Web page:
Barbara Grosz researches ways to make computer systems more accessible and more useful for people of all ages. Her research has been fueled by two goals: to gain a better understanding of intelligent human behavior, and to build computer systems that operate in more intelligent ways. Barbara studies the ways people use natural languages such as English and Japanese to gain insights for developing computers that communicate more fluently and flexibly.
Barbara's research falls into these two sub-fields of artificial intelligence (AI): 1) Natural-language processing, which is the study of processes entailed in producing (speaking, writing) and understanding utterances in natural languages; (Barbara focuses on dialogue and intonation) 2) Collaborative planning, which studies the ways groups of people or computer systems coordinate their actions. Her AI research has a very practical goal: to develop better systems for human-computer communication and collaboration. Her work will lead to easier-to-use systems for human-computer communication whether they use natural languages, graphical interfaces, or menu systems and pointing devices.
Barbara does research and teaches computer science at Harvard University. She says, "One of the great attractions of being at a university is working with students; my research group includes both undergraduate and graduate students interested in building collaborative systems and improving methods for communication between people and computers."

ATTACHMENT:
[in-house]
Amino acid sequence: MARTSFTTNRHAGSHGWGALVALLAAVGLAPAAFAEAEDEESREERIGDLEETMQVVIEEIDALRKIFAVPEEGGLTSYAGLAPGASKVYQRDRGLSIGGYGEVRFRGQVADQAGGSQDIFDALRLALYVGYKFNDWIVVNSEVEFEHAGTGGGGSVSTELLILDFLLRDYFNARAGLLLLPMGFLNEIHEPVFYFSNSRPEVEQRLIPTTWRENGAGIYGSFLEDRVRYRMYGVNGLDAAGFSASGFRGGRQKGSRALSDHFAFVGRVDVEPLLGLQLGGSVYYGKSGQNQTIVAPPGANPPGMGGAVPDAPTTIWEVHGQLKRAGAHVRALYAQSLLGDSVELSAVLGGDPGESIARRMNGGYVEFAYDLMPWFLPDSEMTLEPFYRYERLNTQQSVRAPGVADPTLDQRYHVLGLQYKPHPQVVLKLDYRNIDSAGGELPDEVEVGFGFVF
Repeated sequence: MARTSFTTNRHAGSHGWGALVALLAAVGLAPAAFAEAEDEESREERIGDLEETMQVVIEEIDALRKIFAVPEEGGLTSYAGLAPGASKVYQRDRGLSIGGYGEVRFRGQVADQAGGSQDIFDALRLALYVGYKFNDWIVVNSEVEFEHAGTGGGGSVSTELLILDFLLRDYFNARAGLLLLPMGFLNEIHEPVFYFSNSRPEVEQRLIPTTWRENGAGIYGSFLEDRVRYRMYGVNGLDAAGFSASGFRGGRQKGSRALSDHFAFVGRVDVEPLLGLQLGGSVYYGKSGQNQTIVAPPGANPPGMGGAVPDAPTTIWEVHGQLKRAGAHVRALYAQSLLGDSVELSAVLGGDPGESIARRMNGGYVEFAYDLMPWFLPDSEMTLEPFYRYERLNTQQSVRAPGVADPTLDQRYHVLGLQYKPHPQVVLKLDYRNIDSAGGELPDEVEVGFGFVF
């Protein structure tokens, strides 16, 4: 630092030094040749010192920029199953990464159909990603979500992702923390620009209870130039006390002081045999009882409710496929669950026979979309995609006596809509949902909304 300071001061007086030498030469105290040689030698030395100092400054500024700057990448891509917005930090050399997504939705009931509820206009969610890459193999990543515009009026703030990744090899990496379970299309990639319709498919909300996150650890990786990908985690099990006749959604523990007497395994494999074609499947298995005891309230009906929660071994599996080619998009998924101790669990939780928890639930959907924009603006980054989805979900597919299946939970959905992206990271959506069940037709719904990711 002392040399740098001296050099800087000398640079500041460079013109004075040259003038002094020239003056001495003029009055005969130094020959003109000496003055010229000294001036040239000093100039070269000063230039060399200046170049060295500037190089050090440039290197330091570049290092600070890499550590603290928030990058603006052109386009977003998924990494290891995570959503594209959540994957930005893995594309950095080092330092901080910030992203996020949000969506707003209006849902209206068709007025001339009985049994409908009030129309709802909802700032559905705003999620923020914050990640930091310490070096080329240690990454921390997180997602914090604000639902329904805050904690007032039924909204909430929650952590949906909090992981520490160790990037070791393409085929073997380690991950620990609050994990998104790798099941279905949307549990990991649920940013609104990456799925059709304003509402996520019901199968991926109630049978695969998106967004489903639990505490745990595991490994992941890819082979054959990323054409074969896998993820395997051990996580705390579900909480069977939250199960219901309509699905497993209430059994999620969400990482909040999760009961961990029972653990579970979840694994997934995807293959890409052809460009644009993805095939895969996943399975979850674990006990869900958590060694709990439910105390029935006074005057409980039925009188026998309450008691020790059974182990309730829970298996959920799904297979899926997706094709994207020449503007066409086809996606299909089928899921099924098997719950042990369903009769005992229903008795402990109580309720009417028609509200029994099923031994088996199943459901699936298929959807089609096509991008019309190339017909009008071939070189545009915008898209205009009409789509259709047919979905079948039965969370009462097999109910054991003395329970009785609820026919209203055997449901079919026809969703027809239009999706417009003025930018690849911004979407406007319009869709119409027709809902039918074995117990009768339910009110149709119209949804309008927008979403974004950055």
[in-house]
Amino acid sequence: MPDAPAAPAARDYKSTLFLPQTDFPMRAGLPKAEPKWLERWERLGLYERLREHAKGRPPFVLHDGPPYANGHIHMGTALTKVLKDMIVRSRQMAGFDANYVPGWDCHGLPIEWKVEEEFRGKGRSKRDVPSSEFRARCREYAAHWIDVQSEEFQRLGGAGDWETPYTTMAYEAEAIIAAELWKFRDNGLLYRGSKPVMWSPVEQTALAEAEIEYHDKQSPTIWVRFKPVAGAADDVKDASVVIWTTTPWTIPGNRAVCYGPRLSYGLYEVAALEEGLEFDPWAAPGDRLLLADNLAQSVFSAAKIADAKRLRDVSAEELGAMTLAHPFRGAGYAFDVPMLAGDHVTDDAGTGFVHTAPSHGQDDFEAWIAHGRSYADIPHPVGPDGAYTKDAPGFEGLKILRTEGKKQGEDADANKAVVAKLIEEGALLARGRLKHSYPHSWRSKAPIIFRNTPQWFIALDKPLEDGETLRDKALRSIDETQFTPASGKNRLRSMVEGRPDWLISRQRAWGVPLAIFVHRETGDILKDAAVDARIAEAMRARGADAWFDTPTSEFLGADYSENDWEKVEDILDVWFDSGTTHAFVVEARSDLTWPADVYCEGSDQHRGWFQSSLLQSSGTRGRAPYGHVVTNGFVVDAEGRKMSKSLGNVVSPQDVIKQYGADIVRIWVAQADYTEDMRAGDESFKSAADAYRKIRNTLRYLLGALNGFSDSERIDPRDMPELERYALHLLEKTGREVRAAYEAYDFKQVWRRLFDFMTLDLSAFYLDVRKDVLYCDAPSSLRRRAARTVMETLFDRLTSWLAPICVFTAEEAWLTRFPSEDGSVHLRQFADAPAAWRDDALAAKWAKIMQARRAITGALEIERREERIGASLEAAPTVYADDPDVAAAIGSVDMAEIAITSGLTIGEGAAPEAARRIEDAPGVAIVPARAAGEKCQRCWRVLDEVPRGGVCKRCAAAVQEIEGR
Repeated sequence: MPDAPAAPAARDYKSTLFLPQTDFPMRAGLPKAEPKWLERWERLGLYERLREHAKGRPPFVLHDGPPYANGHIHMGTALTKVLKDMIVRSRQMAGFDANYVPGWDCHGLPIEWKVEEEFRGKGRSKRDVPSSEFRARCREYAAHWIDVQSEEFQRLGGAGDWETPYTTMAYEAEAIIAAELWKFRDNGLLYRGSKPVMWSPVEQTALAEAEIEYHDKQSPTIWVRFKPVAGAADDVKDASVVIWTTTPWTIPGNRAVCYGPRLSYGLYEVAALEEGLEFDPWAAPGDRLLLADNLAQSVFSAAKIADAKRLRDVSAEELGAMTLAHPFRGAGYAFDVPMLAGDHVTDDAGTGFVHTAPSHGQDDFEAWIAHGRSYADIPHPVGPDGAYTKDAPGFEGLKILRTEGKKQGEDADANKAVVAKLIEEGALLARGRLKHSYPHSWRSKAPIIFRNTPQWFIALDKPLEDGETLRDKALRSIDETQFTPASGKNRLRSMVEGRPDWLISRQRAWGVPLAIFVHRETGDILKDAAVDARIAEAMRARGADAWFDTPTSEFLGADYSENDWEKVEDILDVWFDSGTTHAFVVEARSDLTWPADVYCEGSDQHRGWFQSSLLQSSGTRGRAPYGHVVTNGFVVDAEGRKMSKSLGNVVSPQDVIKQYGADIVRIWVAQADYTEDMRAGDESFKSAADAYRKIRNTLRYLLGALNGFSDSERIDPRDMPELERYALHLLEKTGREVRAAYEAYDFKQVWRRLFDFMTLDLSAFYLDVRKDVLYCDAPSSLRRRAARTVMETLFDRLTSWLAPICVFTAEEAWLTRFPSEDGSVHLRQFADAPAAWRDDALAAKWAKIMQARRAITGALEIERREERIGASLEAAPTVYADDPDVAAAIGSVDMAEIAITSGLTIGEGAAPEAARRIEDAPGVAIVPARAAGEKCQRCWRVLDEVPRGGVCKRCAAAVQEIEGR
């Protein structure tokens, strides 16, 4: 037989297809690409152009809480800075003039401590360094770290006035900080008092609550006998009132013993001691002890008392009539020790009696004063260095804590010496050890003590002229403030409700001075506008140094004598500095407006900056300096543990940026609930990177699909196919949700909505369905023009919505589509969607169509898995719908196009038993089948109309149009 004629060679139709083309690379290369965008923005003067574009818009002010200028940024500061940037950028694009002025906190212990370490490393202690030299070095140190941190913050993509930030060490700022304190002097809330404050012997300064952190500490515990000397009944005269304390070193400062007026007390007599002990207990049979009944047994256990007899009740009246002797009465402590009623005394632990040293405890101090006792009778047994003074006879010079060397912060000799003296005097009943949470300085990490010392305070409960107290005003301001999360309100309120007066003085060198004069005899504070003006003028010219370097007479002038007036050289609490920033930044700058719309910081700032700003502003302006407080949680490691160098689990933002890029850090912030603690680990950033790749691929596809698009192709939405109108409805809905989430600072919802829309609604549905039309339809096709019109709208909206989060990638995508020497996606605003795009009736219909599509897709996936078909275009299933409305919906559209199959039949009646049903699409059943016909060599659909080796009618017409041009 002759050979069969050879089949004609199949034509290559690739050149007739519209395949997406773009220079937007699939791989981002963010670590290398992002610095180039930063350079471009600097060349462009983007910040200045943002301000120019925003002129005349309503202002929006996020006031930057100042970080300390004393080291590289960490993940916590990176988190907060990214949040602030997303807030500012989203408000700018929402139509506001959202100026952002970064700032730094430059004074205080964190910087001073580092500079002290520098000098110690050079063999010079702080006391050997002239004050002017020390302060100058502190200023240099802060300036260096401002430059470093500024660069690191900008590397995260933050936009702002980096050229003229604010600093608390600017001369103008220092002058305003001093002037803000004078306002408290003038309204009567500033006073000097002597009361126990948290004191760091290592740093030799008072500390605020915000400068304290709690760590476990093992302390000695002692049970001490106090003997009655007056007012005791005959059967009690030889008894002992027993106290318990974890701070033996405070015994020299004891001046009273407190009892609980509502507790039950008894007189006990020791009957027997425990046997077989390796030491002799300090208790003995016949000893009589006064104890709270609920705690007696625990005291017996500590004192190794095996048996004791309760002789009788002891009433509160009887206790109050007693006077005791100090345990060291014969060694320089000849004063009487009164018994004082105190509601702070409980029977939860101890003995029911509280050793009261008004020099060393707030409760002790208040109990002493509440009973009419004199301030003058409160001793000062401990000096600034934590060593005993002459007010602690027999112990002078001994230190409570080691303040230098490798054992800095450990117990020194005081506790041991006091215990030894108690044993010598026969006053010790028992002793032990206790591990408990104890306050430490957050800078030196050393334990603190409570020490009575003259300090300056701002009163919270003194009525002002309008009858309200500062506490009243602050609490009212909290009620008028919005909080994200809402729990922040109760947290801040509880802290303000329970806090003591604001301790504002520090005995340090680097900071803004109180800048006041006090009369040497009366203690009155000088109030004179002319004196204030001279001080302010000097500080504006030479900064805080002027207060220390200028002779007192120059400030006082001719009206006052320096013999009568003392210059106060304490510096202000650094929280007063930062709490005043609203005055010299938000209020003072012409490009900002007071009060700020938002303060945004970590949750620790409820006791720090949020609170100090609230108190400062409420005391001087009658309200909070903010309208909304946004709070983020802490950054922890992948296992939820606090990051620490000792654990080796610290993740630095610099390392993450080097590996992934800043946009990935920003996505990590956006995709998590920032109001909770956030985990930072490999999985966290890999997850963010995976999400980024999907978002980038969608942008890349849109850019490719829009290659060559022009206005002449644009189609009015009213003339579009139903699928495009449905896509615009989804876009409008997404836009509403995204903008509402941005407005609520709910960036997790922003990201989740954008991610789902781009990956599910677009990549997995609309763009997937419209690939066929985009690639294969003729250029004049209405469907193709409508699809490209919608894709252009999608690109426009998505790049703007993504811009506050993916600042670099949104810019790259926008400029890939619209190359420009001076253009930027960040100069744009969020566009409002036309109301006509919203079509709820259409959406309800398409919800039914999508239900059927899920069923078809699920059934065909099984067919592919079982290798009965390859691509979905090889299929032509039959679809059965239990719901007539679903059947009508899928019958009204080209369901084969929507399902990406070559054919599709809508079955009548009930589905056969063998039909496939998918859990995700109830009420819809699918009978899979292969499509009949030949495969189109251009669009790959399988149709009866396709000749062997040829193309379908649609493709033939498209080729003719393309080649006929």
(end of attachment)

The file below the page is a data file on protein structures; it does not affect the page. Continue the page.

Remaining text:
Barbara received an A.B. in mathematics from Cornell University and a Ph.D. in computer science from the University of California, Berkeley. Her earliest career goals included teaching junior high school mathematics and dancing. Before joining the faculty at Harvard, Barbara was the director of the Natural Language Program at SRI International (a non-profit research institute in California) and co-founder of the Center for the Study of Language and Information. She was introduced to natural-language processing while working with Alan Kay at Xerox PARC on educational uses of computers.
Her work enables her to travel widely, meet fascinating people, and collaborate with scholars from around the world on difficult and interesting problems. Barbara tries to arrange an interesting hike whenever she goes someplace new, and has photographs of wildflowers covering most of the wall space in her house. She also enjoys swimming, canoeing, and folk-dancing.